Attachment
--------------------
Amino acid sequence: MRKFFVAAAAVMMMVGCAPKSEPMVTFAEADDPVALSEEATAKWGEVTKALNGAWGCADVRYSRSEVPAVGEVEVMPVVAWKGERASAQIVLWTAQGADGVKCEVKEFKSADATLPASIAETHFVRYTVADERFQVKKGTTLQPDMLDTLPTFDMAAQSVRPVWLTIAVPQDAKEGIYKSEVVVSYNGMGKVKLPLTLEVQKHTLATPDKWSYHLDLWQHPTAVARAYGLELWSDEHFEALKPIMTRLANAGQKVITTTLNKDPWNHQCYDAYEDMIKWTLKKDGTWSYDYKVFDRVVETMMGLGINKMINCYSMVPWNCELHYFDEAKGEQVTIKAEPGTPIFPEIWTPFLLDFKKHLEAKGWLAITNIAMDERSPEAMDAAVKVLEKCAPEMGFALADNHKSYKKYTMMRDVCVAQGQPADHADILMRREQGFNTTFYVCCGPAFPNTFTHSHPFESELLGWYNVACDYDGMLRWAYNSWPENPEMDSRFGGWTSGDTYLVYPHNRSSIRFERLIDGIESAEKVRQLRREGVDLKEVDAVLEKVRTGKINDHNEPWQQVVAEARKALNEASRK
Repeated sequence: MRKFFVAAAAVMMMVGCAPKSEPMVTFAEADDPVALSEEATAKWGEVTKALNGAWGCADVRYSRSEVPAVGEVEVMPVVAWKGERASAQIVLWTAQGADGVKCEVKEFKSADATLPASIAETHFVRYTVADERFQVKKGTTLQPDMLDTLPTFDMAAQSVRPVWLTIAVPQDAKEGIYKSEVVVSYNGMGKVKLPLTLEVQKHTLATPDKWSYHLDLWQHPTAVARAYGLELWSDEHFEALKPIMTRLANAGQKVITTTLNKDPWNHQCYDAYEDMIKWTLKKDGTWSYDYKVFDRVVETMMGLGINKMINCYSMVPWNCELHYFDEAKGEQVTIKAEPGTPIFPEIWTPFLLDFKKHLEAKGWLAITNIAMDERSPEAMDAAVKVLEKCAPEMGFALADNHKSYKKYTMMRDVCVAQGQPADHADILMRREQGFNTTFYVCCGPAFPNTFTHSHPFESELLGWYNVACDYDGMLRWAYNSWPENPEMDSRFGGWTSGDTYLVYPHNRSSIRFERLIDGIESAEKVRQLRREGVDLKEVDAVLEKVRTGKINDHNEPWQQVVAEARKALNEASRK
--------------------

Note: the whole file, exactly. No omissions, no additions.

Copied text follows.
Amino acid sequence: MRKFFVAAAAVMMMVGCAPKSEPMVTFAEADDPVALSEEATAKWGEVTKALNGAWGCADVRYSRSEVPAVGEVEVMPVVAWKGERASAQIVLWTAQGADGVKCEVKEFKSADATLPASIAETHFVRYTVADERFQVKKGTTLQPDMLDTLPTFDMAAQSVRPVWLTIAVPQDAKEGIYKSEVVVSYNGMGKVKLPLTLEVQKHTLATPDKWSYHLDLWQHPTAVARAYGLELWSDEHFEALKPIMTRLANAGQKVITTTLNKDPWNHQCYDAYEDMIKWTLKKDGTWSYDYKVFDRVVETMMGLGINKMINCYSMVPWNCELHYFDEAKGEQVTIKAEPGTPIFPEIWTPFLLDFKKHLEAKGWLAITNIAMDERSPEAMDAAVKVLEKCAPEMGFALADNHKSYKKYTMMRDVCVAQGQPADHADILMRREQGFNTTFYVCCGPAFPNTFTHSHPFESELLGWYNVACDYDGMLRWAYNSWPENPEMDSRFGGWTSGDTYLVYPHNRSSIRFERLIDGIESAEKVRQLRREGVDLKEVDAVLEKVRTGKINDHNEPWQQVVAEARKALNEASRK
Repeated sequence: MRKFFVAAAAVMMMVGCAPKSEPMVTFAEADDPVALSEEATAKWGEVTKALNGAWGCADVRYSRSEVPAVGEVEVMPVVAWKGERASAQIVLWTAQGADGVKCEVKEFKSADATLPASIAETHFVRYTVADERFQVKKGTTLQPDMLDTLPTFDMAAQSVRPVWLTIAVPQDAKEGIYKSEVVVSYNGMGKVKLPLTLEVQKHTLATPDKWSYHLDLWQHPTAVARAYGLELWSDEHFEALKPIMTRLANAGQKVITTTLNKDPWNHQCYDAYEDMIKWTLKKDGTWSYDYKVFDRVVETMMGLGINKMINCYSMVPWNCELHYFDEAKGEQVTIKAEPGTPIFPEIWTPFLLDFKKHLEAKGWLAITNIAMDERSPEAMDAAVKVLEKCAPEMGFALADNHKSYKKYTMMRDVCVAQGQPADHADILMRREQGFNTTFYVCCGPAFPNTFTHSHPFESELLGWYNVACDYDGMLRWAYNSWPENPEMDSRFGGWTSGDTYLVYPHNRSSIRFERLIDGIESAEKVRQLRREGVDLKEVDAVLEKVRTGKINDHNEPWQQVVAEARKALNEASRK